Tuesday, July 15, 2014

Author Interview and Announcement: Charles Belfoure, Author of The Paris Architect

I am very excited to announce that the fabulous The Paris Architect by Charles Belfoure is:



The Paris Architect
By Charles Belfoure

In a gripping, acclaimed debut, author combines WWII history, personal backstory and architectural puzzles, in a vivid reimagining of Paris under the Occupation

Paris, 1942: Like most gentiles in Nazi-occupied Paris, architect Lucien Bernard has little empathy for the Jews. Yet, when a wealthy industrialist offers him a coveted position designing German factories in exchange for creating secret hiding places for Jewish families, Lucien can’t resist the money—or the challenge. He begins a secret life, designing expertly concealed spaces invisible to the untrained eye, while working with the Germans on the other side.

But when one of Lucien’s clever hiding spaces fails horribly, the devastating plight of the Jews becomes personal. Lucien can no longer deny their suffering, or their shared humanity.

Compared to the literary thrillers of Ken Follett and Alan Furst, with real architectural puzzles drawn from history, The Paris Architect is a powerfully human novel of survival, self-knowledge, and sacrifice.

Charles Belfoure is an award-winning architect specializing in historical preservation. A graduate of the Pratt Institute and Columbia University, he is a former instructor at Goucher College and a freelance writer for the Baltimore Sun and the New York Times. He lives in Westminster, Maryland.

Paperback Release July 15, 2014; Sourcebooks Landmark; ISBN; 9781402294150; $14.99 U.S.

Praise for The Paris Architect

“A beautiful and elegant account of an ordinary man's unexpected and reluctant descent into heroism during the second world war” - Malcolm Gladwell

“Belfoure's portrayal of Vichy France is both disturbing and captivating, and his beautiful tale demonstrates that while human beings are capable of great atrocities, they have a capacity for tremendous acts of courage as well.” Library Journal, STARRED review

“Belfoure writes like an up-and-coming Ken Follett” – Booklist

“All novelists are architects. But are all architects novelists? Charles Belfoure in his impressive debut seems to have brought us the best of both worlds. Here is a novel to read alongside the latest Alan Furst. I hope there will be more.” - Alan Cheuse, Novelist and NPR book commentator

The ingenious hiding spaces and the people in them infiltrated my imagination for weeks. I dreamed about this novel.” - Jenna Blum, New York Times bestselling author of Those Who Save Us

“Powerful and gripping” – Columbus Dispatch

A terrific thriller, made all the better by our knowledge that stuff like this really happened.” – Minneapolis Star-Tribune

A vivid, suspenseful story which keeps you gripped to the very last page. Charles Belfoure writes with great warmth, conjuring up an intriguing cast of characters, and painting a fascinating picture of Paris under the Occupation, with all its contradictions – the opulence, and the fear.” - Margaret Leroy, author of The Soldier's Wife
USA Today Books New Voices

Author Interview:

Mr. Belfoure was kind enough to allow me to interview him!

     1.  What was your inspiration for "The Paris Architect?"

I came across some information about priest holes during the reign of Elizabeth I in the 16th century. Catholicism was outlawed and priests were banned from saying mass so they had to do it in secret out in manor houses in the countryside. If the Queen’s soldiers were tipped off and raided the house, the priest would slip into a small temporary hiding place. The soldiers would rip apart the house sometimes for days and never find the priest who was hiding under their noses. That really fascinated me so I transposed the story to World War II and made the carpenter who devised these ingenious hiding places into an architect (which is what I am) and based the plot on this historical event.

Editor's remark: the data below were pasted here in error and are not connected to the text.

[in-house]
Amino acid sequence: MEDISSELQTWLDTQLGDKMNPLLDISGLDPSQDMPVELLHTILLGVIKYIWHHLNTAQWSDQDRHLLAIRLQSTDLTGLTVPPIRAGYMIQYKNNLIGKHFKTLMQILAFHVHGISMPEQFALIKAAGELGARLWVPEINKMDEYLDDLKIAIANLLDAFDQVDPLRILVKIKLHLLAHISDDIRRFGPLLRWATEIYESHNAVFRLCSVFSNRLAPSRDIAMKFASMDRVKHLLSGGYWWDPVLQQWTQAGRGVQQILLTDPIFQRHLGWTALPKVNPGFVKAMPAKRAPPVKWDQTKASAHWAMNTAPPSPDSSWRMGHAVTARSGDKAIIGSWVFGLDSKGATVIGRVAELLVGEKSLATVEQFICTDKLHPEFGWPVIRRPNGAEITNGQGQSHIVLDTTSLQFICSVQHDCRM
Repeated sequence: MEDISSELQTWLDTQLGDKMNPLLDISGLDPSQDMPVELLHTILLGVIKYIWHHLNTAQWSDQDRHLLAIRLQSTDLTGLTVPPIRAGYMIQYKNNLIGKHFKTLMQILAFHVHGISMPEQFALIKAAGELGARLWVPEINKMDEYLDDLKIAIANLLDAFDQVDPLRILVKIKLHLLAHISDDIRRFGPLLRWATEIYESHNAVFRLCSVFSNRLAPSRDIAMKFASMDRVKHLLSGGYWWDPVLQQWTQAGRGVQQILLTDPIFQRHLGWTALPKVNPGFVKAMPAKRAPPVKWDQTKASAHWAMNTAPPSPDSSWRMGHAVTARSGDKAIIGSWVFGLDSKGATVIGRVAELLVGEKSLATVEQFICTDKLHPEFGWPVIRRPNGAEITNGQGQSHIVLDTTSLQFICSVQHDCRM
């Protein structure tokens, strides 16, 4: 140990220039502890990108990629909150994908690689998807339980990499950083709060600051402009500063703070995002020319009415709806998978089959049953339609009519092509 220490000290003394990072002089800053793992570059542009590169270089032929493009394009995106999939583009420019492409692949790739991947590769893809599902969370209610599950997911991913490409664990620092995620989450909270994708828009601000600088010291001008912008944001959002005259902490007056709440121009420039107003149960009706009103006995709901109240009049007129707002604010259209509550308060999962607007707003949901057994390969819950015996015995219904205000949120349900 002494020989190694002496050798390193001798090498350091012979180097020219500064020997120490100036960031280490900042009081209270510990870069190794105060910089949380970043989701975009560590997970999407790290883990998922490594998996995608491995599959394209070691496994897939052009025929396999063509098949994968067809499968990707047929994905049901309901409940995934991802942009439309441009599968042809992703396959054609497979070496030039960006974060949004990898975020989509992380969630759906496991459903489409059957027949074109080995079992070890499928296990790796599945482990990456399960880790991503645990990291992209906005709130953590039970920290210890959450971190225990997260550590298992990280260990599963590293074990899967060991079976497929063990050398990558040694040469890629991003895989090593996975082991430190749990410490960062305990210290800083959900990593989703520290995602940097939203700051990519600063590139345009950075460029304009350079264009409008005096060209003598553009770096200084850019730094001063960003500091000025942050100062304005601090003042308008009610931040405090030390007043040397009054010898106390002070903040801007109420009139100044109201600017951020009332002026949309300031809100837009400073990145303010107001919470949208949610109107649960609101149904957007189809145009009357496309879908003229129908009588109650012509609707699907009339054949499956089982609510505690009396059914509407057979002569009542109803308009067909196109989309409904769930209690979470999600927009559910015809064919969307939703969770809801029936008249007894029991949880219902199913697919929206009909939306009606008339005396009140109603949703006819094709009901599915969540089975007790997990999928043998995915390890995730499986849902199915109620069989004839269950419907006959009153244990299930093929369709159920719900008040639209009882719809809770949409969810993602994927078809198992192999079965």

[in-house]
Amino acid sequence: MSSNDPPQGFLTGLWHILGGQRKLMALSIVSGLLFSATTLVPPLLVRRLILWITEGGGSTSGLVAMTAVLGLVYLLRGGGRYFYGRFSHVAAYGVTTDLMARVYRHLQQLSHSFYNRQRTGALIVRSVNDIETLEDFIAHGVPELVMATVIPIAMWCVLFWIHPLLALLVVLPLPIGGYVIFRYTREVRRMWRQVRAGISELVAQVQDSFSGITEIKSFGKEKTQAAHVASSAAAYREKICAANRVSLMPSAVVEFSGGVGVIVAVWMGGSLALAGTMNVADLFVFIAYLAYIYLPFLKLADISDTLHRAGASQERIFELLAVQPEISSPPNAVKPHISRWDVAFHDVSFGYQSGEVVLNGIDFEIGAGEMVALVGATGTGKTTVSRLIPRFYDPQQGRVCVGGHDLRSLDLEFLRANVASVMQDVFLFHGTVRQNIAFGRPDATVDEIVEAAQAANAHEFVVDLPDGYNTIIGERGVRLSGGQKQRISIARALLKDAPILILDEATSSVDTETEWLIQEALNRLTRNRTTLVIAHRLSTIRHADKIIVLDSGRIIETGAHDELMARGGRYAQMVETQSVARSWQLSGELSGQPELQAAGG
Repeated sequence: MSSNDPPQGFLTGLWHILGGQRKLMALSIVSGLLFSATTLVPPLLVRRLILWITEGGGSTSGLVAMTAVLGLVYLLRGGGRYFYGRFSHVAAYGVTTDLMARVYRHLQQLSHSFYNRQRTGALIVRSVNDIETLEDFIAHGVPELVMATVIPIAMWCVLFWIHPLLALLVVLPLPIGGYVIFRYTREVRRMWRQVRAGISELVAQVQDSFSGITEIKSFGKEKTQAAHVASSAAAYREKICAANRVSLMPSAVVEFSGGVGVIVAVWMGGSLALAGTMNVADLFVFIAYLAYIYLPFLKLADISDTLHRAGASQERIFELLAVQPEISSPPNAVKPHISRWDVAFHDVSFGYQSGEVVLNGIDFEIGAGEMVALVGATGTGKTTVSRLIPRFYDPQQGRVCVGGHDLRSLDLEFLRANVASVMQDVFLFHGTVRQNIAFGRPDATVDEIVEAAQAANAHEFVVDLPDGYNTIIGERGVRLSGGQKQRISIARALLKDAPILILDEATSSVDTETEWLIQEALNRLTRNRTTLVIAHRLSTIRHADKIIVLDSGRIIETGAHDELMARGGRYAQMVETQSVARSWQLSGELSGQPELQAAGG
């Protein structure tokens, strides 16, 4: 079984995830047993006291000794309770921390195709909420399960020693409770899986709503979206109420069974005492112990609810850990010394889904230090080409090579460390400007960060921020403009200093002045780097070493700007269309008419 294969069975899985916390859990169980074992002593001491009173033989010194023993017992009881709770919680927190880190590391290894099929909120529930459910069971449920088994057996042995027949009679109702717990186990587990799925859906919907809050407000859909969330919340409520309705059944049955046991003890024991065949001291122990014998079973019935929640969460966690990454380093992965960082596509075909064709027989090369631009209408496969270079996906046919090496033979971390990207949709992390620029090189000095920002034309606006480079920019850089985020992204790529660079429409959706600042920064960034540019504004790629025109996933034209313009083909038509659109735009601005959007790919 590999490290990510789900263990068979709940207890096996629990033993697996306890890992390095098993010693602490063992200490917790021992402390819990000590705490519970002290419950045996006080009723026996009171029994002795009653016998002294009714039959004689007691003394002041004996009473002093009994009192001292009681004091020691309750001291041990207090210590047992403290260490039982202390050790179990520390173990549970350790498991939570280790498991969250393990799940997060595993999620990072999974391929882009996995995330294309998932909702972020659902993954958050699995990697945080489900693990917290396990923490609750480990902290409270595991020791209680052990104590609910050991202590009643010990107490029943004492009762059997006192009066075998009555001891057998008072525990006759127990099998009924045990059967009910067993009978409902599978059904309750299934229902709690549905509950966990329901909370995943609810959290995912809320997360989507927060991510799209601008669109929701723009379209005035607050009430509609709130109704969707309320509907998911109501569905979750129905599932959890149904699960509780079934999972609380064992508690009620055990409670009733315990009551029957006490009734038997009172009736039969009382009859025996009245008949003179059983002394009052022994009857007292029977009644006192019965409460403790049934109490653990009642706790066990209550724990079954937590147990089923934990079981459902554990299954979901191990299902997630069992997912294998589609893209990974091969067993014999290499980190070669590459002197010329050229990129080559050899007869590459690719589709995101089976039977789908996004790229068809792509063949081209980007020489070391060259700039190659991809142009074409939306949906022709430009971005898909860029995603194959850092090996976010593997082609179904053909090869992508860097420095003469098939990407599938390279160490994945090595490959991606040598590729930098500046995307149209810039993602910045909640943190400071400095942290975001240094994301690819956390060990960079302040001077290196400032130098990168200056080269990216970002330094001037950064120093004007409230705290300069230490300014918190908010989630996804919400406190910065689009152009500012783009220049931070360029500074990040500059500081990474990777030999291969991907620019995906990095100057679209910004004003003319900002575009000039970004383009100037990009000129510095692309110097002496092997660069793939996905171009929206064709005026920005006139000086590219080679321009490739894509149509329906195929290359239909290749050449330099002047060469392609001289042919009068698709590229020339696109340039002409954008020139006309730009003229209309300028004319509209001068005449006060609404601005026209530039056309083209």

2.  What was your research process like for this book?

I wanted to describe to the reader what life was like in occupied Paris so I gathered some books on the topic and did all the research before I started writing. I spend about 4 months gathering information which actually gave me some plot ideas.

  1. What was your favorite scene to write in your book?

I discovered that French priests hid many Jewish children and I created a character like that – Father Jacques. His scene with the Gestapo after he’s caught and is being interrogated is my favorite because of his courage and defiance. These priests weren’t at all afraid to die for what they’d done. They gladly went with the children to the extermination camps rather than betray others hiding children.

  1. Why do you think so many are still so drawn to reading about World War II?

Because there’s so much documentary film footage, Hollywood films, and the History Channel that people can see all the time. Plus, there are men still living who fought in the war who can give oral histories of the conflict.  Hitler’s pure evil in creating the conflict also fascinates people. World War II is far more popular than World War I which was the real seminal event of the 20th century.

  1. If you could bring three historical figures or fictional characters with you to a deserted island, who would you bring and why?

  1. Holden Caulfield just to observe his manner plus enjoy his sense of humor.
  2. Hitler just to observe a truly evil person and find out if he had a different persona in private. Maybe he had a good sense of humor and told funny jokes.
  3. F. Scott Fitzgerald to see why a person with everything going for him threw life away.


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